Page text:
Monday, April 6, 2015

RIPLEY'S ODD-YSSEY DRAWS INTEREST

























RIPLEY: BELIEVE IT OR NOT
Starring Robert L. Ripley
Written and directed by Cathleen O’Connell


 
           
Odds are you’ll love exploring the extraordinary life of Robert L. Ripley in this 2015 documentary free on YouTube.
           
Born in 1890 in the “dirty frontier town” of Santa Rosa, young Ripley was a shy loner who loved drawing and used butcher paper on a chopping block for an easel. When a family friend secured Ripley a job at a San Francisco newspaper, Ripley worked as a sports cartoonist.
           
After losing that job, and one at another newspaper there, Ripley bought a one-way ticket to New York and earned enough as a sports cartoonist to reinvent himself from a bucktoothed stutterer to a snappy dresser and handball player. Believe it or not, Ripley was the New York City handball champ, and became the national teams champion, as well.
           
One fateful day when Ripley lacked copy for a deadline, he scraped together some illustrations for weird sports facts, calling it at first Champs or Chumps. Ten months later, he did it again, and this time called it Believe it Or Not.
           
When the newspaper decided to send Ripley on a four-month voyage around the globe, it changed his life. Ripley’s Ramble ‘Round the World showcased his drawings accompanying fascinating facts about the people and places that he saw. Featuring extremes in sports progressed into extremes in all areas.
           
Written, directed and produced by Cathleen O’Connell, this PBS documentary reveals the shocking truth that Ripley did not compile an “encyclopedia of one-of-a-kind wonders, arcane trivia, and homespun Americana” all by himself. His chief researcher and fact-checker, Norbert Pearlroth, worked six days a week scouring the New York City Library to secure Ripley with items to feature.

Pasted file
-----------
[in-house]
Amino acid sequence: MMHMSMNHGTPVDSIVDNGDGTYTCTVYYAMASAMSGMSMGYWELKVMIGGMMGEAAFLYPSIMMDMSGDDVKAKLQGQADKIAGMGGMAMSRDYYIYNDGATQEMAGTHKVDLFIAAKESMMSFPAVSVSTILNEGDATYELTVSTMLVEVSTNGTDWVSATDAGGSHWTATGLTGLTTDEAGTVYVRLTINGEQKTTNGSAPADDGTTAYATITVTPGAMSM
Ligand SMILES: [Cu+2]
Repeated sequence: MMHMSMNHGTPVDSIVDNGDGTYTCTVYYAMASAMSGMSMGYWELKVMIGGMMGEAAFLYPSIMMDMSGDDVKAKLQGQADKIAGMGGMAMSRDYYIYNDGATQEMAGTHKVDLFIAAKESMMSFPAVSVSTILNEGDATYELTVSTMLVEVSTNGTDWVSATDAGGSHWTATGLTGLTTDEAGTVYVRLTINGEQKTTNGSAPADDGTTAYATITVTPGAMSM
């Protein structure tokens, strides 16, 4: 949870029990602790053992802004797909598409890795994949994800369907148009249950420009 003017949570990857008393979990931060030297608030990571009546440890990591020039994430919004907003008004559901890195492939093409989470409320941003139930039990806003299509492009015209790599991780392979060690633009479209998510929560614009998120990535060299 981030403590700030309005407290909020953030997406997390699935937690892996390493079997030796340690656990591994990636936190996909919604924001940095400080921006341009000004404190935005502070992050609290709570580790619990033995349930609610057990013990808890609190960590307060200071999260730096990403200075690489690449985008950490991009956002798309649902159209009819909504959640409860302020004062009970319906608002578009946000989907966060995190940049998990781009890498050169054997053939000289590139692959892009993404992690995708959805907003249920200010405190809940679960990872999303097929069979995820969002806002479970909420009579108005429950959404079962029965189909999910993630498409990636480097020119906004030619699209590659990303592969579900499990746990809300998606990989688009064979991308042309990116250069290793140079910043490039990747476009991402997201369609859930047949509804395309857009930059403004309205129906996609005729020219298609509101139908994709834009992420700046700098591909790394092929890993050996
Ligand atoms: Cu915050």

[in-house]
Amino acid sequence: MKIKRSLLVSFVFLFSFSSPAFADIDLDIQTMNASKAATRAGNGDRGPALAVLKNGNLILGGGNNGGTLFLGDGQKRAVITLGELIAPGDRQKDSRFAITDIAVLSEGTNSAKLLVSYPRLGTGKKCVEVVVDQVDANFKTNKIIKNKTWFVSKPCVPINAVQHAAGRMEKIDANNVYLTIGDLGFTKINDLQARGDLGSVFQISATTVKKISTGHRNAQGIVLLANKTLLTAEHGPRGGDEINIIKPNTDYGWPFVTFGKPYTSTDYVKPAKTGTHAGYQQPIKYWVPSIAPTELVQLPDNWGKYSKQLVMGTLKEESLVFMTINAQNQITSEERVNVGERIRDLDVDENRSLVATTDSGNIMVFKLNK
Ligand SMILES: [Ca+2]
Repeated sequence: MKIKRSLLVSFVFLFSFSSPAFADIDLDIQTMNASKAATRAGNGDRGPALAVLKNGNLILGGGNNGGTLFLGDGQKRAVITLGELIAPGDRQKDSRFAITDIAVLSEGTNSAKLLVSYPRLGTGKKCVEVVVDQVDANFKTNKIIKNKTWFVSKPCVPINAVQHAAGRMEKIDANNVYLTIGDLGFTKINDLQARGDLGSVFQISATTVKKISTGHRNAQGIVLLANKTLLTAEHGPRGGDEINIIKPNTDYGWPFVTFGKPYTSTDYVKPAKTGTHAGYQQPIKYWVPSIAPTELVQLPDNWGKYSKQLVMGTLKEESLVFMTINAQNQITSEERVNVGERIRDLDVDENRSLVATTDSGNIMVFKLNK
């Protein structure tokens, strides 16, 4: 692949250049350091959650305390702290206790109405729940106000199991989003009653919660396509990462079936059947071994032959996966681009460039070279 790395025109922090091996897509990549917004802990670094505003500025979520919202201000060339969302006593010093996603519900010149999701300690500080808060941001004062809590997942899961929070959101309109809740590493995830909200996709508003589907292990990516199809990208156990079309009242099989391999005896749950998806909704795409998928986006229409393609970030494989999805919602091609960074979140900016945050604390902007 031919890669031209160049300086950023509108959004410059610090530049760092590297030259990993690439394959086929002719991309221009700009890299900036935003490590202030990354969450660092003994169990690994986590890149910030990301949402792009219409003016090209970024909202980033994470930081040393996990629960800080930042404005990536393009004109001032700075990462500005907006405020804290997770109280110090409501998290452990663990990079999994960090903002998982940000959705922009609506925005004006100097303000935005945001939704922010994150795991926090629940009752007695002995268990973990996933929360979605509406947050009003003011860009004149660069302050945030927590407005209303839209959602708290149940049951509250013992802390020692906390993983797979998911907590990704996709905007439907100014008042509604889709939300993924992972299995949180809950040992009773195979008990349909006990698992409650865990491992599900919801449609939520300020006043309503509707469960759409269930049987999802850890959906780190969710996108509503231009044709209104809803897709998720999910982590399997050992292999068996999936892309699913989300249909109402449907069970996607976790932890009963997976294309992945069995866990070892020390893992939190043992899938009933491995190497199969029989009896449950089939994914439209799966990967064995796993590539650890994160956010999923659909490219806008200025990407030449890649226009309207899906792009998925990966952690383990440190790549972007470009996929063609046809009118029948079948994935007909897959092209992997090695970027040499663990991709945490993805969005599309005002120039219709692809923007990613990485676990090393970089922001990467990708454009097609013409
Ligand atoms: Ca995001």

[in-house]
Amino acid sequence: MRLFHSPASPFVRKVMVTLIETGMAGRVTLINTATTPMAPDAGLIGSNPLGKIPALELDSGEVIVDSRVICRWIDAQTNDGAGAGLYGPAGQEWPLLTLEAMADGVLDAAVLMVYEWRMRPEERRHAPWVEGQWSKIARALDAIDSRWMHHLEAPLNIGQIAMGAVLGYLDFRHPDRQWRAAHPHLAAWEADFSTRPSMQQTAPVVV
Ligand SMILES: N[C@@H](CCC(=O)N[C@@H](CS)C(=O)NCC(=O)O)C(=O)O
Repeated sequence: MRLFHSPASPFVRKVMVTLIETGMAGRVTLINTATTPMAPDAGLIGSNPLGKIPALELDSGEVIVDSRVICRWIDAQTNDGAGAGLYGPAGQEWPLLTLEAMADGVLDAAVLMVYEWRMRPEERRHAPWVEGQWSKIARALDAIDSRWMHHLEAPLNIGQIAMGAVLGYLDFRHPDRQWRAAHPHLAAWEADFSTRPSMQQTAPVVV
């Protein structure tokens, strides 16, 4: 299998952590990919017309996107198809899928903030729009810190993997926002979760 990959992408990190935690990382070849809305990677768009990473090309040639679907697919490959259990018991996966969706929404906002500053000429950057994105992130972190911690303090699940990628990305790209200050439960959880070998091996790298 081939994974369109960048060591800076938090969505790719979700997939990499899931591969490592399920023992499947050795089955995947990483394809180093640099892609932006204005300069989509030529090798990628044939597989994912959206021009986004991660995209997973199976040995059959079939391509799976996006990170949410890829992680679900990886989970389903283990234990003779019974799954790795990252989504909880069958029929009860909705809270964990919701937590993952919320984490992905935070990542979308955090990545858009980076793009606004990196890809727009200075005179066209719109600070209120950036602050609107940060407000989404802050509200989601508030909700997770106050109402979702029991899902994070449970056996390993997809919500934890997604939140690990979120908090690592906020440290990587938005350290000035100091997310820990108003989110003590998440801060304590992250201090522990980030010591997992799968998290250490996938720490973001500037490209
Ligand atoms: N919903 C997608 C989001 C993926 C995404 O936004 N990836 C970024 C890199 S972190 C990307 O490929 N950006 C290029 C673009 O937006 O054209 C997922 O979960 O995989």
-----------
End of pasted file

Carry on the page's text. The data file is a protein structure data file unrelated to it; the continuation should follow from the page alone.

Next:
For example: St. Patrick wasn’t Catholic, he wasn’t a saint, he wasn’t Irish, and his name wasn’t Patrick.
           
Initially turning down a book deal from Simon and Schuster, Ripley later changed his mind and wound up with a New York Times bestseller. When Schuster sent a copy to William Randolph Hearst, Hearst hired Ripley at $100,000 a year, increasing Ripley’s income tenfold.
           
At a time when the world had 235 countries, Ripley visited 201, becoming the most traveled man of his day. Fascinated by the human and man-made extremes he encountered, Ripley always conveyed a respectful appreciation for people doing odd things. Newspaper contests inviting readers to submit strange facts for Ripley generated so much mail—up to 3,000 letters a day—the Post Office couldn’t keep up with it.
           
As writer Melissa Pritchard says, “It’s inexhaustible all the weirdness in the world, and I think he felt he was barely scratching the surface of it.”
           
Among the “curioddities”: A man who blows up a balloon with his eye, and a man who can turn his head around backwards and look down at his own spine. 


 Stewart Kirby writes for

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